Home 2018 Elections Final Figures 2018: 107k Out of 150k (71.2%) Registered Voters Turned Out...

Final Figures 2018: 107k Out of 150k (71.2%) Registered Voters Turned Out in “Blue Tsunami of Arlington”

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by long-time Arlington Country Treasurer and poll watcher Frank O’Leary

Final Figures

The dust has pretty much settled on this year’s electoral contest but minor adjustments are always possible.  The table, which immediately follows, reflects the latest contest and the last three years of voter turnout in Arlington – all record setters.

The Big Three
Year Type Election Active Registrants Total Turnout Absentee Vote Percent Turnout Percent Absentee
2016 Presidential 147,875 121,241 40,419 82.0% 33.3%
2017 Gubernatorial 145,899 85,323 12,228 58.5% 14.3%
2018 US Senate 150,830 107,465 20,753 71.2% 19.3%

In fact, the only statistic in this table that does not reflect a new record high is Percent Turnout in the Presidential Year.  The 86.3% achieved in 2008 has yet to be broken and the 84.6% of 2012 remains in second place.

This year, however, did have one singular characteristic that I have not yet addressed – Drop Off – or the lack thereof in the County Board race. Normally, the County Board Drop Off from the Top of the Ticket is ten to fourteen percent and the School Board race is usually a bit higher.  (In my calculations of the break point between the two campaigns, I assumed 10.0%.)  This year, School Board Drop Off was 11.6%, while County Board Drop Off was only 6.0%.  Thus, 6,043 additional people voted for County Board over School Board with as many as 5,000 of those votes going for Matt de Ferranti.  This phenomenon was directly a result of heightened voter interest in the County Board race and intense and well-organized polling place coverage by ACDC – an advantage not shared by John Vihstadt.

This consideration, however, is only part of a larger picture.  Even in the absence of the Blue Tsunami of Arlington (“Wave” is too mild) Vihstadt faced a formidable obstacle in his pursuit for re-election – a dedicated infrastructure vowing that there would be no repeat of 2014!  In the absence of a countervailing force (evinced by workers at all fifty-four precincts handing out the Republican sample ballot over a thirteen-hour period) the success of his candidacy faced stiff odds.  I leave to others possible explanation of this absence.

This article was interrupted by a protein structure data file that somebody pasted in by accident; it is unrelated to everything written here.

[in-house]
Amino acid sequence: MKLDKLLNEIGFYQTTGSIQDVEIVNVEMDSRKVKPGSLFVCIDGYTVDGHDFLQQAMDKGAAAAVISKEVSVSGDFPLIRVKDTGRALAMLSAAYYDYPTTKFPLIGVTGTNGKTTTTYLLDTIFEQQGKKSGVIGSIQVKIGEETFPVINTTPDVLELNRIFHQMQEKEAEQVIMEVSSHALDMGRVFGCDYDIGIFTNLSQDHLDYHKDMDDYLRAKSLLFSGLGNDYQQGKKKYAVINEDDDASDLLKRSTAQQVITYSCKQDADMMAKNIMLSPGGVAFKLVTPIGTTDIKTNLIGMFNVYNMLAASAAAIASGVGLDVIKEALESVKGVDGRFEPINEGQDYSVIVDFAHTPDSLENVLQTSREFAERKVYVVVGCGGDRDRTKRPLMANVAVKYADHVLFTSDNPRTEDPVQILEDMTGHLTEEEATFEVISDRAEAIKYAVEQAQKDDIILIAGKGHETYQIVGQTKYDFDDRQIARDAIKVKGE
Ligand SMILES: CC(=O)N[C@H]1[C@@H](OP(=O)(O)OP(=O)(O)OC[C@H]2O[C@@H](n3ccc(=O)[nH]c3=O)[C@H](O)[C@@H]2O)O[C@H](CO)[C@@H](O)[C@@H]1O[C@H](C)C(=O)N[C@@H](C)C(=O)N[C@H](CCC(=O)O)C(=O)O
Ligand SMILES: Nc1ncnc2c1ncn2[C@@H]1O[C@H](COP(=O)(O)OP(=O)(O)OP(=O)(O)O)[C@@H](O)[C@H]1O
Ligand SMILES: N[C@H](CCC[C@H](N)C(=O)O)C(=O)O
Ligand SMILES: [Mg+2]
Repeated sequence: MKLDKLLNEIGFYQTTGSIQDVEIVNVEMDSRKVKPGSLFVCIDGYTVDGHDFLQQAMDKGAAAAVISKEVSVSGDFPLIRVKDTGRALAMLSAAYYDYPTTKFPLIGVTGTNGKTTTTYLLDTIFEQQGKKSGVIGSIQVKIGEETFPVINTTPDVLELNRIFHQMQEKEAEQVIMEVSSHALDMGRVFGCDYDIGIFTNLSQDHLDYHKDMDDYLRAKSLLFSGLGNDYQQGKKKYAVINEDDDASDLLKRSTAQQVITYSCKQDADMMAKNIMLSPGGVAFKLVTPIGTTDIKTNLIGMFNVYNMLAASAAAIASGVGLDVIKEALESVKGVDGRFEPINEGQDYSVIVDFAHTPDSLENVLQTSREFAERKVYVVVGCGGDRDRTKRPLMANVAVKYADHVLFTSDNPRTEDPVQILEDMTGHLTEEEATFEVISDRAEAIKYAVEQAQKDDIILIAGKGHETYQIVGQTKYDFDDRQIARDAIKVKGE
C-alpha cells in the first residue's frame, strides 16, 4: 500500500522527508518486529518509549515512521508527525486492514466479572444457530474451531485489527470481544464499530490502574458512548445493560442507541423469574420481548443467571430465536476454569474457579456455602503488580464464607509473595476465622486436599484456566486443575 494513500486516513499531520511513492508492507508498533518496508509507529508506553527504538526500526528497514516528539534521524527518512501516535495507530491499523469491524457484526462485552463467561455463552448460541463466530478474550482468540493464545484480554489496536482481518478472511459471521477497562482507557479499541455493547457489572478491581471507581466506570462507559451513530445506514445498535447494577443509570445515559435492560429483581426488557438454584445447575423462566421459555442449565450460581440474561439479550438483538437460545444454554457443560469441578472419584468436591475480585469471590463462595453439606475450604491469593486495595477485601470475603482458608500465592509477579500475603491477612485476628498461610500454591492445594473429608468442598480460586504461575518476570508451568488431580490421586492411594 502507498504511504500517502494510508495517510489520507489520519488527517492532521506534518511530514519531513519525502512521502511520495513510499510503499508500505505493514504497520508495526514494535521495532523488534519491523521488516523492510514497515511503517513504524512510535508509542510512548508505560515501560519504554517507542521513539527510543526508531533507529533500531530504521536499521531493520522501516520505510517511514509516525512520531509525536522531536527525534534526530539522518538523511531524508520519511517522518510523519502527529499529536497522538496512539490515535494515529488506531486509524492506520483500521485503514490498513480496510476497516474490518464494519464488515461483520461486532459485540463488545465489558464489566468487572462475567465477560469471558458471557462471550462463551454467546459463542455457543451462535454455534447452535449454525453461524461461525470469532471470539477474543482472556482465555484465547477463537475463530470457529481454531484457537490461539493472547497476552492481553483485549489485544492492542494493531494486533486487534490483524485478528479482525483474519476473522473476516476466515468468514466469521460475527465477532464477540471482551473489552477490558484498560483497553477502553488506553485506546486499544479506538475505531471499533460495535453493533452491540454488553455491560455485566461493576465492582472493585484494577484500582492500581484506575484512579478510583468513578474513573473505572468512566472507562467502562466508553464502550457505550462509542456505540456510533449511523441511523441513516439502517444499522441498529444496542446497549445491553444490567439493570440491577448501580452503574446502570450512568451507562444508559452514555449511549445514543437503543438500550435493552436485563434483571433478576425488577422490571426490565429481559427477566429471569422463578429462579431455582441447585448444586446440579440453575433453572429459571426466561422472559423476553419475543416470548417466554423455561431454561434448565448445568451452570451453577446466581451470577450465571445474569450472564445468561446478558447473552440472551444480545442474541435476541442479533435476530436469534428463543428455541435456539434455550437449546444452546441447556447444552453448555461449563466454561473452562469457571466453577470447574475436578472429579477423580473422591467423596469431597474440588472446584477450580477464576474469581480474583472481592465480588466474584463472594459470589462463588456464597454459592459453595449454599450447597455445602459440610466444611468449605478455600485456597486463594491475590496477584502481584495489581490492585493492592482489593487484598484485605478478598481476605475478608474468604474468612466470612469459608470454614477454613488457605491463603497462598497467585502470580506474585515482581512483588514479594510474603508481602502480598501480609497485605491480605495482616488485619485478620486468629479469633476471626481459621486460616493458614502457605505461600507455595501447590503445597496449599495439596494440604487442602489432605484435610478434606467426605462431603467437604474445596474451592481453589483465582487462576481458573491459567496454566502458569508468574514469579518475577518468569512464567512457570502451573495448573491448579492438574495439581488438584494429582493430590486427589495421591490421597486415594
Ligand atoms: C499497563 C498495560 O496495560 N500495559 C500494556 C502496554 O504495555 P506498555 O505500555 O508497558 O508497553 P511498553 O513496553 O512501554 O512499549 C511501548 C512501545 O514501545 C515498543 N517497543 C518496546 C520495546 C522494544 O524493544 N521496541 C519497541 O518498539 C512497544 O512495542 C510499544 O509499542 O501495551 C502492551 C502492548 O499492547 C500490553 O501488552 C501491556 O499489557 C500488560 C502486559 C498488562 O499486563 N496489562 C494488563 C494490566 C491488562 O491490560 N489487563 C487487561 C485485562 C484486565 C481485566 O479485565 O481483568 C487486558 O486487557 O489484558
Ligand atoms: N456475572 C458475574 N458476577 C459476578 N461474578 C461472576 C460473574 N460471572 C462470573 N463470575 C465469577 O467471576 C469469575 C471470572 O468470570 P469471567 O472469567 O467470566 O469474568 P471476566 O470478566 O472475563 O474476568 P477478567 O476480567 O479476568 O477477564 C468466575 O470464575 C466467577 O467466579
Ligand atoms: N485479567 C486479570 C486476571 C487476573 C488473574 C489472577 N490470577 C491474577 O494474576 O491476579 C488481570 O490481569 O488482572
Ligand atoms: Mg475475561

Turning to my recent assertions concerning the extremely high level of voting in the collapsing Weimar Republic: The ever-vigilant Kip Malinosky points out that voting in the democracy called Australia routinely exceeds 90% – but adds that it is “compulsory.”  Kip is correct.  According to Thoughtco, Australia adopted compulsory voting in 1924 and is one of more than twenty countries to do so.  Prior to then national voting turnout was on the order of 47%.  Since then it ranges between 94% and 96%.  Those who fail to show up at the polls are subject to a stiff fine unless they have a valid excuse (medical, etc.).  None of this, however, is applicable to the Weimar Republic which had no such law, and remains the record holder for a democracy. (The pros and cons of compulsory voting are discussed at thoughtco.com/compulsory-voting and are well worth reading.)

Compulsory voting is only one on several measures that might be considered to improve voter participation.  Recently adopted measures such as relaxing the rules on absentee voting and “Early Voting” have certainly improved voter turnout.  What if Election Day were held on a weekend or declared a public holiday?  (This is the case in: Delaware, Hawaii, Kentucky, Montana, New Jersey, New York, Ohio, West Virginia, and Puerto Rico.)  Perhaps, that would improve the fact that our Presidential turnout ranks 26th in the world out of 32 legitimate democracies (Newsweek.com).

Changing Election Day nationally would of course require Congressional action. Were a Voting Reform Act be introduced, it might also address the deplorable inconsistencies in voting technology throughout the nation.  Such a move might diminish the possibility of the national embarrassment occurring in Florida and provide greater credence to electoral outcomes.  (Eliminating voter suppression is probably too much to hope for.)

In the end, however, what has happened in some parts of Florida can be summed up in one word – incompetence.  And that brings me to my final point.  For nearly forty years, I have observed the actions of Arlington’s Electoral Board and our Registrar of Voters.  Never have I seen a single cause for concern.  Our bi-partisan Board has consistently worked to ensure the legitimacy and accuracy of our electoral process.  Our underpaid and overworked Registrar’s Office, over many years, has demonstrated unfailing loyalty to principle, dedication to duty and unrivaled competence.  We can be truly grateful that we posses such outstanding public servants.

With that, I wish you Happy Thanksgiving!